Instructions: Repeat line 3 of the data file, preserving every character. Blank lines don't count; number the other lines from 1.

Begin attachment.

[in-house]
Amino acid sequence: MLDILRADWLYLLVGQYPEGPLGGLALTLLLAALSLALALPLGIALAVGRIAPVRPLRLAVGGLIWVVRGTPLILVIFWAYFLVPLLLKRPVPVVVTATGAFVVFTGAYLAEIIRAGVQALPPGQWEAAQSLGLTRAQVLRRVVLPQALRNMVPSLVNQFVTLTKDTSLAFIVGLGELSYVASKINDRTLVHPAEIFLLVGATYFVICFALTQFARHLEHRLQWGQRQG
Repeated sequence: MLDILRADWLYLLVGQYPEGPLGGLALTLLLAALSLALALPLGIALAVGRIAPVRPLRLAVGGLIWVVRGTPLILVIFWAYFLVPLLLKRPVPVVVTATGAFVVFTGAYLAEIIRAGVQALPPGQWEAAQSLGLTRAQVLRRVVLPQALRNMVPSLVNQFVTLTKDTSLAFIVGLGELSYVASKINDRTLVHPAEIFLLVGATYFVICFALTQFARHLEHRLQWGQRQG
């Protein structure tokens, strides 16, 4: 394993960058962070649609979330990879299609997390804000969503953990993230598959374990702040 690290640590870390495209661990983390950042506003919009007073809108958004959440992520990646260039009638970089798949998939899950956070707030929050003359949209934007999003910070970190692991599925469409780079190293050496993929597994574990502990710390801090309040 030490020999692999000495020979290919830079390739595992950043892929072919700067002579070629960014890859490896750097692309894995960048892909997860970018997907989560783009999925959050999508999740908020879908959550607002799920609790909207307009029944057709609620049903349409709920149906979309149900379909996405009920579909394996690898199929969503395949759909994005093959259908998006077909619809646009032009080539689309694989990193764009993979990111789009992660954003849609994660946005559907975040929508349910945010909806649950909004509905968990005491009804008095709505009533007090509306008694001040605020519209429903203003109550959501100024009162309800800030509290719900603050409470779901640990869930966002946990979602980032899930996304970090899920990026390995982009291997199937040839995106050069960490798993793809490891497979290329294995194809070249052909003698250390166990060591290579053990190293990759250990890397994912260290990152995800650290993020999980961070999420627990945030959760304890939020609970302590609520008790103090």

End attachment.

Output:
Repeated sequence: MLDILRADWLYLLVGQYPEGPLGGLALTLLLAALSLALALPLGIALAVGRIAPVRPLRLAVGGLIWVVRGTPLILVIFWAYFLVPLLLKRPVPVVVTATGAFVVFTGAYLAEIIRAGVQALPPGQWEAAQSLGLTRAQVLRRVVLPQALRNMVPSLVNQFVTLTKDTSLAFIVGLGELSYVASKINDRTLVHPAEIFLLVGATYFVICFALTQFARHLEHRLQWGQRQG